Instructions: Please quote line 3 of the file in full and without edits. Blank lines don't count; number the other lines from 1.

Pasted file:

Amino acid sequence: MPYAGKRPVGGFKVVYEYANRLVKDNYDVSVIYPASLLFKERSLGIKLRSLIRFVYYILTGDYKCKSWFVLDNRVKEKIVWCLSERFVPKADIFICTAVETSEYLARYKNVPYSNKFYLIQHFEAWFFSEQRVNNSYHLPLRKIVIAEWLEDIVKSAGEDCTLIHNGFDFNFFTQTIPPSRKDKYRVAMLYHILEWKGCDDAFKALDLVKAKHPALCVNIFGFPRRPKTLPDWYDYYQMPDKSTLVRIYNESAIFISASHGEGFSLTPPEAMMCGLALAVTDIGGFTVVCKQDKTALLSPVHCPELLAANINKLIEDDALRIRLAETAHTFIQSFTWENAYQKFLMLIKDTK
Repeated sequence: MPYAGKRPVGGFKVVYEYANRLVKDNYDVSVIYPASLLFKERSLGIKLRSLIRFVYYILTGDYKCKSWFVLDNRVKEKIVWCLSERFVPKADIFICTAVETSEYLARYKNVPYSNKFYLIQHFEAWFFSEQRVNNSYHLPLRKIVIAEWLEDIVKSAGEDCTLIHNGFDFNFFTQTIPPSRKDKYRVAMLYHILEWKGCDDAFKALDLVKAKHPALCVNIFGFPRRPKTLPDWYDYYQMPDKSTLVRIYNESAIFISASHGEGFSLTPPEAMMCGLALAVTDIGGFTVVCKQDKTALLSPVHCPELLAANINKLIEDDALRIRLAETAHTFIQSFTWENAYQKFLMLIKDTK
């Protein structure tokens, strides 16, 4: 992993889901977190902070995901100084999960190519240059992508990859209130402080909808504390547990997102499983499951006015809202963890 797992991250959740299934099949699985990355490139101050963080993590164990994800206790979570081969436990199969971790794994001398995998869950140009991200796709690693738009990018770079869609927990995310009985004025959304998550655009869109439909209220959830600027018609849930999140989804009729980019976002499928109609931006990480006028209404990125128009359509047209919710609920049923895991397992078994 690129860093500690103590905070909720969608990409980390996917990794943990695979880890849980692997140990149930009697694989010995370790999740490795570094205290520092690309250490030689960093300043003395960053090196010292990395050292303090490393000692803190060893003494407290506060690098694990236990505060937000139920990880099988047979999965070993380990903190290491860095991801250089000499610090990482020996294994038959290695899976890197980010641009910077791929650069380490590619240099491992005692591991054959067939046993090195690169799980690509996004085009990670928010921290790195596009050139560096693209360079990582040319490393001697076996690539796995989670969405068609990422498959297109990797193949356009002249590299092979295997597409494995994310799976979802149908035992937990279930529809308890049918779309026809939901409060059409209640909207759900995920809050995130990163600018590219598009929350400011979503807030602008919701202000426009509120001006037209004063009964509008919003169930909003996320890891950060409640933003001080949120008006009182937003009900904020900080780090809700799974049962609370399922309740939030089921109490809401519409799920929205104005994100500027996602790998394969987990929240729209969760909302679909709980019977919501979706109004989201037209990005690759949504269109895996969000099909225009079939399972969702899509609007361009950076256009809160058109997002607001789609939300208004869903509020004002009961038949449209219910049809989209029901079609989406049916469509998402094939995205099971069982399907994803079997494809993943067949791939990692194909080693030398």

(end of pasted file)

């Protein structure tokens, strides 16, 4: 992993889901977190902070995901100084999960190519240059992508990859209130402080909808504390547990997102499983499951006015809202963890 797992991250959740299934099949699985990355490139101050963080993590164990994800206790979570081969436990199969971790794994001398995998869950140009991200796709690693738009990018770079869609927990995310009985004025959304998550655009869109439909209220959830600027018609849930999140989804009729980019976002499928109609931006990480006028209404990125128009359509047209919710609920049923895991397992078994 690129860093500690103590905070909720969608990409980390996917990794943990695979880890849980692997140990149930009697694989010995370790999740490795570094205290520092690309250490030689960093300043003395960053090196010292990395050292303090490393000692803190060893003494407290506060690098694990236990505060937000139920990880099988047979999965070993380990903190290491860095991801250089000499610090990482020996294994038959290695899976890197980010641009910077791929650069380490590619240099491992005692591991054959067939046993090195690169799980690509996004085009990670928010921290790195596009050139560096693209360079990582040319490393001697076996690539796995989670969405068609990422498959297109990797193949356009002249590299092979295997597409494995994310799976979802149908035992937990279930529809308890049918779309026809939901409060059409209640909207759900995920809050995130990163600018590219598009929350400011979503807030602008919701202000426009509120001006037209004063009964509008919003169930909003996320890891950060409640933003001080949120008006009182937003009900904020900080780090809700799974049962609370399922309740939030089921109490809401519409799920929205104005994100500027996602790998394969987990929240729209969760909302679909709980019977919501979706109004989201037209990005690759949504269109895996969000099909225009079939399972969702899509609007361009950076256009809160058109997002607001789609939300208004869903509020004002009961038949449209219910049809989209029901079609989406049916469509998402094939995205099971069982399907994803079997494809993943067949791939990692194909080693030398």